2021 Torr Barren AC portrait2 croppedThis is a postscript to my October 17, 2022 post where I proposed again that most autistic people are genetic remnants from the deep past when humanity possessed less language than today.

Something I don’t think I’ve ever written about is the role language memory seems to play when someone autistic attempts to learn other languages.

Though I spent five years learning French in high school, and I could carry on a simple conversation in French when I was twenty years old, I was probably in the lower half of my classes in test scores. Nevertheless, not yet seeing any problem, I decided then that I was also going to learn Spanish.

Though I spent a year in Mexico learning it on my own, and two years learning it intensively in university, and have continued working at it all my life, I’ve never achieved speaking fluency in Spanish. I’ve been fluent reading it for at least twenty years, one of the greatest pleasures of my life, but I still stumble trying to speak it. Listening is different again. If a speaker is from central Mexico, which means they’re probably from Mexico city, I can follow them pretty well. If they’re from the east coast of Mexico, or the Caribbean, or South America, and, especially, if they’re from Spain, I have to listen to a person for an hour or so before I begin to pick up their words.

I’ve been contemplating this difficulty for years and I’ve come to the conclusion that one of the central problems is that the vocabulary for speaking, listening, reading, and writing, are in 4 different compartments, with no direct access to each other.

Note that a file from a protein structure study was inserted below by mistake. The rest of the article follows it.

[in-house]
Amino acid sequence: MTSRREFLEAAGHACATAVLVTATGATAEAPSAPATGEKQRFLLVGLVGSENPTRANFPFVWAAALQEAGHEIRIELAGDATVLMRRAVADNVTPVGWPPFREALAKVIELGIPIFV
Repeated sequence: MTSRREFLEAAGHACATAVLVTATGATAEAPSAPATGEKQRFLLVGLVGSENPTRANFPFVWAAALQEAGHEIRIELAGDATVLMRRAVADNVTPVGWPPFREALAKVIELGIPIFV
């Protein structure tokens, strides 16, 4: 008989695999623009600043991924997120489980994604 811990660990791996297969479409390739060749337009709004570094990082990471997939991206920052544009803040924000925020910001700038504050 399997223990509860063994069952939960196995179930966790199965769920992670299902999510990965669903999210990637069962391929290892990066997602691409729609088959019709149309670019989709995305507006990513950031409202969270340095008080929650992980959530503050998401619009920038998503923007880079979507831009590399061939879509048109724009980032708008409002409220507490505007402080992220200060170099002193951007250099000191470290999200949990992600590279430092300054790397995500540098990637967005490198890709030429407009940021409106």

Do you see what I mean? I can only do one of those things at a time. I’m fluent only in reading because the reading compartment has the biggest vocabulary, by far, which, by the way, includes the accompanying grammar. My grammar understanding varies with each compartment too.

Incidentally, this even applies to English. In elementary school I was always an above average reader, but struggled listening to teachers, speaking myself, and in writing.

I suspect that this is not something peculiar to me, but I’ve never read any study on it. If anyone can direct me to one, I would be grateful.

But autistic people are as variable as the neurotypical population, if not more so. One of the characteristics of Asperger’s individuals (if I can refer to Aspies as still existing following their deletion from the DSM5) is supposed to be that they don’t suffer from language impediments.

I would like to know how other autistic readers of this blog (including anyone who, like me, has self-diagnosed themselves as autistic) have fared in learning languages, and if they felt it to be different from the language learning experience of peers.

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